Image courtesy of

Today I received a call from a precious nine-year old girl whom I have known all her life.  She asked me, “KK, do you think Jesus made a mistake when he made me?”

The question shook me so much I had to pull off 1-65, stop the car, and gather my thoughts before answering.  She continued, “Why would Jesus create me, if I wasn’t wanted?”

This sweet little girl was adopted shortly after birth by a friend of mine she now calls Daddy.  Her adoptive mom was also a dear friend who passed away from cancer, a disease that forced me to think a little harder about my own significance.  Maybe you can relate, as well.  This darling little girl was struggling with why she wasn’t special enough for her biological mom to keep her and she was given away at just a few days old.  Sigh….

Yes, just when we think we have life figured out, and think we are making some sort of difference in the world, we can get blindsided.  And like a bad day at the NASCAR track, each race car that represents a part of our life begins to crash into another and another, until there is a massive wreck and we’re left wondering where the steering wheel ended up.

I am realizing more and more that those crash moments, where I’ve questioned my own significance, have really been blessings. They have allowed me to be led down a different track to new places while meeting fascinating people who have blessed me immensely, changed my heart, and ultimately changed my life.  These folks in my new path have taught me about the depth of life and how to create significance in my own journey.

Living a life of significance can mean different things to different people.  But, while it can be different, it still serves the same purpose of impacting other people’s lives positively.  Just this past weekend, my Sunday School class honored our teachers, Mike and Kathie, for 25 years of service. In his gracious speech, Mike never talked about what he has done for us, but about what the class has done for him.  It was a two-minute lesson of humility and love.  Mike is very well-respected in the banking industry, but every Sunday it was crystal clear where his significance truly shined.

Recently I ran across a website where John Maxwell was interviewed about his latest book on living life with significance.  His goal was to help people experience a life of significance through intentional living, consciously making a difference in the lives of others.

Maxwell said living this life starts with putting other people first, followed by regularly adding value to their lives. This line greatly impacted me.  Maxwell went on to explain this is best achieved by tapping into our greatest talents and gifts, along with our own “why” – our purpose here on earth.   He closed by saying “intentional living is the bridge to a life of significance because it puts intentions into action. The thing about intentionality is that it has the goals and vision on the front end, but it also has follow-through on the back end. Too many people wait to do anything because they want to do something that feels significant on the front end.”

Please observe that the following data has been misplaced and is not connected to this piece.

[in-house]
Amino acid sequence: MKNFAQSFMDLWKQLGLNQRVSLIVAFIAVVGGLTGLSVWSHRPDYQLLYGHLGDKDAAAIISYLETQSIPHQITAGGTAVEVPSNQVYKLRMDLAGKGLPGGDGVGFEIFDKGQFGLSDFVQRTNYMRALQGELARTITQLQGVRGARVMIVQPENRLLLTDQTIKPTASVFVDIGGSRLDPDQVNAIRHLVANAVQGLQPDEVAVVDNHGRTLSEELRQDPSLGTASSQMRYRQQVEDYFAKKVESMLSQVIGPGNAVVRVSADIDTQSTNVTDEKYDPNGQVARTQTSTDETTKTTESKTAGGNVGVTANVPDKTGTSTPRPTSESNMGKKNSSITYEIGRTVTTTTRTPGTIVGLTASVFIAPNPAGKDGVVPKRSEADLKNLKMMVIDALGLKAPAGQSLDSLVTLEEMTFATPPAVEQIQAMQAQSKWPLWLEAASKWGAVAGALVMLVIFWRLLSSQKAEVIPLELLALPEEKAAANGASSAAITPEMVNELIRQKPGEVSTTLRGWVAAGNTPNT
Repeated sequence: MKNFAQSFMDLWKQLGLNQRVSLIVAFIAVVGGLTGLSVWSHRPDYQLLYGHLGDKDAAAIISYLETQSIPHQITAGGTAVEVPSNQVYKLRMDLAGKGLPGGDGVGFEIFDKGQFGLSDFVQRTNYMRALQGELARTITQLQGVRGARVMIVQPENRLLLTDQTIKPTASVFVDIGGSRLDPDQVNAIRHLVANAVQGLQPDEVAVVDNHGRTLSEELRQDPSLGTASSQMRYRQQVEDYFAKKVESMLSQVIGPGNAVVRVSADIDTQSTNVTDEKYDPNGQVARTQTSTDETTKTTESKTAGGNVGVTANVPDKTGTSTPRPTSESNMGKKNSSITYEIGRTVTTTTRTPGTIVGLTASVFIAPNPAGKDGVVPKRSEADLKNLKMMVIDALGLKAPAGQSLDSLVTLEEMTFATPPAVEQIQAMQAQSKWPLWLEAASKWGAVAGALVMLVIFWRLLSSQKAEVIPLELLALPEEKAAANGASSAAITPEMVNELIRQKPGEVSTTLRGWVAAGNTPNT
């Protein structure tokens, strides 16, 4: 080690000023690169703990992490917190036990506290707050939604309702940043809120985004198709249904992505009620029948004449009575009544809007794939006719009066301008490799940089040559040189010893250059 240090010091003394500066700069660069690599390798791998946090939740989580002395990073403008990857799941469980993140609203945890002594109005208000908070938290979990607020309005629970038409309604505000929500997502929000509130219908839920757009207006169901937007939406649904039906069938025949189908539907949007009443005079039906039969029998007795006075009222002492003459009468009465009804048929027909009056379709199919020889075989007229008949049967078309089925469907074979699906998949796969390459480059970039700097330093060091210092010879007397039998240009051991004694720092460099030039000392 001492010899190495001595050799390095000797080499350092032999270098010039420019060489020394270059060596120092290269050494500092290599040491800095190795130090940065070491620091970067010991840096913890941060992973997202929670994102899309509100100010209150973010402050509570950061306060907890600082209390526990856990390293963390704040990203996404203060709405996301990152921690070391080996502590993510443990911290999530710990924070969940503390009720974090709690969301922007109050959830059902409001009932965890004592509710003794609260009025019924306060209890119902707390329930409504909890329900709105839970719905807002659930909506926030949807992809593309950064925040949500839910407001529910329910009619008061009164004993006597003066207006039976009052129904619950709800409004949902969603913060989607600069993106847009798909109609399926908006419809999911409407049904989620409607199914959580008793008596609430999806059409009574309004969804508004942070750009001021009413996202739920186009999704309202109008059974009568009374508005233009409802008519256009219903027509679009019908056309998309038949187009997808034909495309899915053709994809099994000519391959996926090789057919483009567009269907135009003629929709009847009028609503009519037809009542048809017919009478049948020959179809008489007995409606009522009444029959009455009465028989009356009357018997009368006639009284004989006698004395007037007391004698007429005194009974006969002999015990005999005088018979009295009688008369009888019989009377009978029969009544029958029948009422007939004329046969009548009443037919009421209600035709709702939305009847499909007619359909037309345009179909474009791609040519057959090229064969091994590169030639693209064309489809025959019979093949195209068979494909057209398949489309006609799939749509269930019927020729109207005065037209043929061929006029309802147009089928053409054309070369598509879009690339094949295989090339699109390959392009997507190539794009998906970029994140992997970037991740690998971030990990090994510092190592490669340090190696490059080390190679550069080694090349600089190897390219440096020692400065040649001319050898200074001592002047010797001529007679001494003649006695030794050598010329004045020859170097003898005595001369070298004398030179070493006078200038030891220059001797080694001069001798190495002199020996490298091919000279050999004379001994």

In this incredibly jumbled world we live in, there are strong and wise members who think about intentional living and do it for no other reason than to make an impact on other people’s lives.  Maxwell stated intentional living is about taking whatever action you can today, and doing it day after day to right wrongs, find ways for improvement, and positively impact others who are struggling with the question of their own significance.

I chatted at length with the sweet little 9-year old.  I explained how her daddy “intentionally chose” her from all the other little girls in the world because he knew she was special.  He was sure she would grow up to be a remarkable young lady and to love others as much as her daddy and brothers loved her.

As I told her she was a special gift to her family, streams of tears poured down my face.  In her innocence, she was looking for significance in life, just like we do.  Just like I struggle with.  And as others have helped me to find my own significance, I sat at Walgreens on Old Hickory Blvd trying my flawed but favored best to help this little girl find hers.

Before we said goodbye, I asked her to do something.  I asked her to write her Daddy a letter thanking him for choosing her. As Maxwell says, we should be intentional in our doing. I told her I thought she should write a letter to tell him why his daily love makes her feel special and how she wants to give back one day to another little girl who might be asking the same questions she’s asking me.

She said, “Do you think my Daddy will like that?”  Trying not to drown in my own sobs, I said, “No, sweetie, he will LOVE it.”  She paused for a few seconds and said, “You know what? I bet he’ll write me a letter back.”

You know what, Bella Grace?  I bet he will too.

As we all struggle through life to find its true meaning, may we all realize our blessings, even when they are masked as painful thoughts, hardship and heartbreak.  They will help each of us to be ready for intentionality, especially when that question arrives from an unexpected source.  Our life lessons will help us to serve our fellow human beings, and pass on the valuable gift of intentionality to all we come in contact with in our journey to significance.

Thank you for my blessings of hardships, heartaches, Sunday School lessons, inspirational authors, beautiful friends, and a special question from a special little girl. The route of intentionality is a rewarding trip for us all.

And maybe, just maybe we can all find that missing steering wheel.